PETER Hendry, the prisoner of war survivor, pioneering blood doctor and one of Newcastle’s most treasured people, has died aged 102.
Dr Hendry passed away on Saturday, September 16, his family has confirmed. His funeral is expected to be held next week amid a sea of well-wishers from across society.
In a life that spanned a century and rained achievements, Dr Hendry was president of the Royal College of Pathologists of Australasia for three years in the 1970s and a founding member and director of the Blood Bank who became an Officer of the Order of Australia in 1985.
After arriving in Newcastle – a city he wasn’t impressed by, at first – in 1947 as a clinical pathologist, he ran a private practice until he was 85, established Hampson Pathology in 1956, co-authored a book still considered groundbreaking in clinical pathology and pioneered life-saving techniques for blood transfusions in dying babies.
And for a man who weathered the cut and thrust of being University of Newcastle deputy chancellor longer than anyone else, Dr Hendry is also remembered for his silence.
Of his time as a World War II Captain in the 2/10 Field Ambulance and a prisoner of the Japanese at Changi and Burma, Dr Hendry’s close friend Dr Bernard Curran said he took years to open up.
Talk of the war, friends knew, was cordoned off. But over time, in snatches, that changed.
“I was amazed when he answered my question about his reaction to the surrender. He was in a cathedral in Singapore which had been converted into a hospital,” Dr Curran said.
“He went to hell when he went to Changi and he came out of it a changed man. Having seen the worst of men, he emerged as a believer in the best of humanity.”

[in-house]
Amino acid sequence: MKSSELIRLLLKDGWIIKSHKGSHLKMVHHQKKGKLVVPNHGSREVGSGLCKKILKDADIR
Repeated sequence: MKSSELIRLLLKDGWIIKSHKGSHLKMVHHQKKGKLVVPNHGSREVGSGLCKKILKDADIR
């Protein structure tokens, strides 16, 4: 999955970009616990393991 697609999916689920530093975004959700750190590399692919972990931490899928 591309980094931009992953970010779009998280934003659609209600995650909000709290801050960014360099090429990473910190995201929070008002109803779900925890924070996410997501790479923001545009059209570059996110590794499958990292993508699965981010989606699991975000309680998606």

In a job that involved disposing of the dead he became known for his dedication and humour.
It was a bone-deep optimism that his wife Senta Taft-Hendry – a tribal art collector and global adventurer who died in 2015 – would tease him about.
“He’s very sanctimonious. I’m not allowed to say anything unkind about anybody. If I have something to say unkind, he say I don’t say anything at all,” she told the Newcastle Herald in 2013.
“But I adore him. He’s a beautiful man. He’s a magnificent character. I love him so much.”
They were widely regarded as the Hunter’s most fascinating couple; she the German-born oldest commercial pilot in the country into her 80s, he the doctor who had advanced the frontier of his chosen strand of medicine.
Newcastle is considered a national leader in blood transfusion good practice, and that is credited to Dr Hendry and the principles he enshrined with the Blood Bank in 1947.
A key tenet was that the Blood Bank was a consultation service, and wouldn’t simply issue blood on doctors’ requests.
“These principles still pertain to blood transfusion management in the public hospitals in Newcastle,” Dr Ross Kerridge, of the Newcastle University School of Medicine and Public Health, said.
“His ideas were taken up by others. As a result, patients in Newcastle have tended to be transfused conservatively compared to most places in Australia, even into the 21st Century. Interestingly, research in the two decades since the mid-1990s has vindicated Peter’s ideas.”
Until Dr Hendry’s final years in aged care he would walk from his home in Merewether and swim in the ocean baths. He played golf at Stockton on Wednesdays.
In June 2015 he marked his 100th birthday by dining with Governor General Sir Peter Cosgrove, before his family threw him a party at Scratchley’s on a bright winter’s day.